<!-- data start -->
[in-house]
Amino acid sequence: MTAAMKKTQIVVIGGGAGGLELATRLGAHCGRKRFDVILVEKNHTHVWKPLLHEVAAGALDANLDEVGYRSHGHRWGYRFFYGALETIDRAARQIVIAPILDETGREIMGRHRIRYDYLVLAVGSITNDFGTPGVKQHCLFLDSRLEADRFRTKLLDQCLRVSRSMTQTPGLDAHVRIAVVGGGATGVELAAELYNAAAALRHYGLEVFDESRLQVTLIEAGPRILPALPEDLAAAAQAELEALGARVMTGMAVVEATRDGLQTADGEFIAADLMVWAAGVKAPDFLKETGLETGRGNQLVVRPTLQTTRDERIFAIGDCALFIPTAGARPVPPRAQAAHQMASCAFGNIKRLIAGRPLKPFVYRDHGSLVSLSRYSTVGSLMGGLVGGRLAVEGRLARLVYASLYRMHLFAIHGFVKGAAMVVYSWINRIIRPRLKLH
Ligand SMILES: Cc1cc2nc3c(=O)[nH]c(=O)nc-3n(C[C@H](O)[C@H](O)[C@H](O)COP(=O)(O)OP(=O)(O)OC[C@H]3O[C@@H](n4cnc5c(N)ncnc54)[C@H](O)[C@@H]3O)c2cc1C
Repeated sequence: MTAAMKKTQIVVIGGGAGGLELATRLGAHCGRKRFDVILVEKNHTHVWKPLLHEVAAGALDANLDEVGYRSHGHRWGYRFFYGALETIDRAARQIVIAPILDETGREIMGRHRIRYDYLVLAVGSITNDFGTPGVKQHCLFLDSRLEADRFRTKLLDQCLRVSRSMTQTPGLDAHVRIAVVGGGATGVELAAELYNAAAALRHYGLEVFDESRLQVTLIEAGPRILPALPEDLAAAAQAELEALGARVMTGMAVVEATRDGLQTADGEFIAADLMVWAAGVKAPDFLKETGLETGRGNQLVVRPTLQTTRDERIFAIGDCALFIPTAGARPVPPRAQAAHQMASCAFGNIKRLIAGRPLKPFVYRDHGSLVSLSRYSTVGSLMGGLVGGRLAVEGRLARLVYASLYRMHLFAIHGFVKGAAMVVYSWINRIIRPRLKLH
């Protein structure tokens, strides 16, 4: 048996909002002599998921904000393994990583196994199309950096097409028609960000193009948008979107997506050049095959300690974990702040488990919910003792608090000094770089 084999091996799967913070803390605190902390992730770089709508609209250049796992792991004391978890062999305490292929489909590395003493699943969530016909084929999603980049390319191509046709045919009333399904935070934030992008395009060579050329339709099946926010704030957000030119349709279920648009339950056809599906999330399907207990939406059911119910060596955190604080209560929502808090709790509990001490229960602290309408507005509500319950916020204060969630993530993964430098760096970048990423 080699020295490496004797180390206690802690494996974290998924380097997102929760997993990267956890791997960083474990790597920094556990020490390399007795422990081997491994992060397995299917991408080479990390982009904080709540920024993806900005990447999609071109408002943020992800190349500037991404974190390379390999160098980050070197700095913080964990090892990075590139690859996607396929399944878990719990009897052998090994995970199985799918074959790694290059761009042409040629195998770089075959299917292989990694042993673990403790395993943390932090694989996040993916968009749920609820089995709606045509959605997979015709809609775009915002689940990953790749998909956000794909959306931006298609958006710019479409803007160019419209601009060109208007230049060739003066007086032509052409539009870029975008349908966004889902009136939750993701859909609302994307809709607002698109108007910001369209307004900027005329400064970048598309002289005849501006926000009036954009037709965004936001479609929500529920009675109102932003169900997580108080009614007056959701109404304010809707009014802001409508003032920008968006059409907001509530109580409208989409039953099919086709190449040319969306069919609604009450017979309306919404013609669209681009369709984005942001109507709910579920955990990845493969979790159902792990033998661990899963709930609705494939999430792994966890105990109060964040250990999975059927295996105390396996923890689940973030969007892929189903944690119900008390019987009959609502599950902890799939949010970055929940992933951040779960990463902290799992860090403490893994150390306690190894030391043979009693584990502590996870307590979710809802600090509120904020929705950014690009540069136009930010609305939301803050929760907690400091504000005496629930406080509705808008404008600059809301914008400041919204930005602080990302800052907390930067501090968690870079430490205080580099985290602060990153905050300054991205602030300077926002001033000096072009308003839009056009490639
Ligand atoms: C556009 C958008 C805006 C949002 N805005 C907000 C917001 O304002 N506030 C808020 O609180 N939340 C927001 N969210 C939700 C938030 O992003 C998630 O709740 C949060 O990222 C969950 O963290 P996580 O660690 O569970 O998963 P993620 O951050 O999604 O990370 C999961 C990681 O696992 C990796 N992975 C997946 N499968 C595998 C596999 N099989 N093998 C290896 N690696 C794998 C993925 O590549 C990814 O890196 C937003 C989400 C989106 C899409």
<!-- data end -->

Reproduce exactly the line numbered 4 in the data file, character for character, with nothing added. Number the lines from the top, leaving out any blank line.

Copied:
Repeated sequence: MTAAMKKTQIVVIGGGAGGLELATRLGAHCGRKRFDVILVEKNHTHVWKPLLHEVAAGALDANLDEVGYRSHGHRWGYRFFYGALETIDRAARQIVIAPILDETGREIMGRHRIRYDYLVLAVGSITNDFGTPGVKQHCLFLDSRLEADRFRTKLLDQCLRVSRSMTQTPGLDAHVRIAVVGGGATGVELAAELYNAAAALRHYGLEVFDESRLQVTLIEAGPRILPALPEDLAAAAQAELEALGARVMTGMAVVEATRDGLQTADGEFIAADLMVWAAGVKAPDFLKETGLETGRGNQLVVRPTLQTTRDERIFAIGDCALFIPTAGARPVPPRAQAAHQMASCAFGNIKRLIAGRPLKPFVYRDHGSLVSLSRYSTVGSLMGGLVGGRLAVEGRLARLVYASLYRMHLFAIHGFVKGAAMVVYSWINRIIRPRLKLH